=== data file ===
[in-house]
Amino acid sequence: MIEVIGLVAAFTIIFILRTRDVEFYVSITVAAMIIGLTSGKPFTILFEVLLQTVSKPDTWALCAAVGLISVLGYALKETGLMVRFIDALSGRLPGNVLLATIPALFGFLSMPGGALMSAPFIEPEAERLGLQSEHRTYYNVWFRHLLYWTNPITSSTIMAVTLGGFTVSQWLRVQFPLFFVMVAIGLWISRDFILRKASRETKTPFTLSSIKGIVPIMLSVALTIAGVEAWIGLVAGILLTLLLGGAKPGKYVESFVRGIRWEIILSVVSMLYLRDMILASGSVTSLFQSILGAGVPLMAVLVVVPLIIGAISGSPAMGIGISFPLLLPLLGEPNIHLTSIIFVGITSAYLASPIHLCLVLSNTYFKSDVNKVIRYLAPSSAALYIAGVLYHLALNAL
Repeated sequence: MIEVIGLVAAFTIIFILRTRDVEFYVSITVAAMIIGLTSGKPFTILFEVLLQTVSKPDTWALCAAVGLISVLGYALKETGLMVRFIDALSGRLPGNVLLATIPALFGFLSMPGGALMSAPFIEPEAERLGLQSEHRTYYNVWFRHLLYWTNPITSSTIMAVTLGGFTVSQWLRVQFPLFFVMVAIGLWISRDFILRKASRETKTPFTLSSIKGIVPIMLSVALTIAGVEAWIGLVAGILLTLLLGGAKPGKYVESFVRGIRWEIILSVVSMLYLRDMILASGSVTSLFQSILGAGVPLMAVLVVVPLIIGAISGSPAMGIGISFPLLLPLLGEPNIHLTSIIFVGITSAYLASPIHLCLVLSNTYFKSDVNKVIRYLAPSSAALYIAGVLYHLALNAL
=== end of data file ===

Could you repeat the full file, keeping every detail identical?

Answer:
[in-house]
Amino acid sequence: MIEVIGLVAAFTIIFILRTRDVEFYVSITVAAMIIGLTSGKPFTILFEVLLQTVSKPDTWALCAAVGLISVLGYALKETGLMVRFIDALSGRLPGNVLLATIPALFGFLSMPGGALMSAPFIEPEAERLGLQSEHRTYYNVWFRHLLYWTNPITSSTIMAVTLGGFTVSQWLRVQFPLFFVMVAIGLWISRDFILRKASRETKTPFTLSSIKGIVPIMLSVALTIAGVEAWIGLVAGILLTLLLGGAKPGKYVESFVRGIRWEIILSVVSMLYLRDMILASGSVTSLFQSILGAGVPLMAVLVVVPLIIGAISGSPAMGIGISFPLLLPLLGEPNIHLTSIIFVGITSAYLASPIHLCLVLSNTYFKSDVNKVIRYLAPSSAALYIAGVLYHLALNAL
Repeated sequence: MIEVIGLVAAFTIIFILRTRDVEFYVSITVAAMIIGLTSGKPFTILFEVLLQTVSKPDTWALCAAVGLISVLGYALKETGLMVRFIDALSGRLPGNVLLATIPALFGFLSMPGGALMSAPFIEPEAERLGLQSEHRTYYNVWFRHLLYWTNPITSSTIMAVTLGGFTVSQWLRVQFPLFFVMVAIGLWISRDFILRKASRETKTPFTLSSIKGIVPIMLSVALTIAGVEAWIGLVAGILLTLLLGGAKPGKYVESFVRGIRWEIILSVVSMLYLRDMILASGSVTSLFQSILGAGVPLMAVLVVVPLIIGAISGSPAMGIGISFPLLLPLLGEPNIHLTSIIFVGITSAYLASPIHLCLVLSNTYFKSDVNKVIRYLAPSSAALYIAGVLYHLALNAL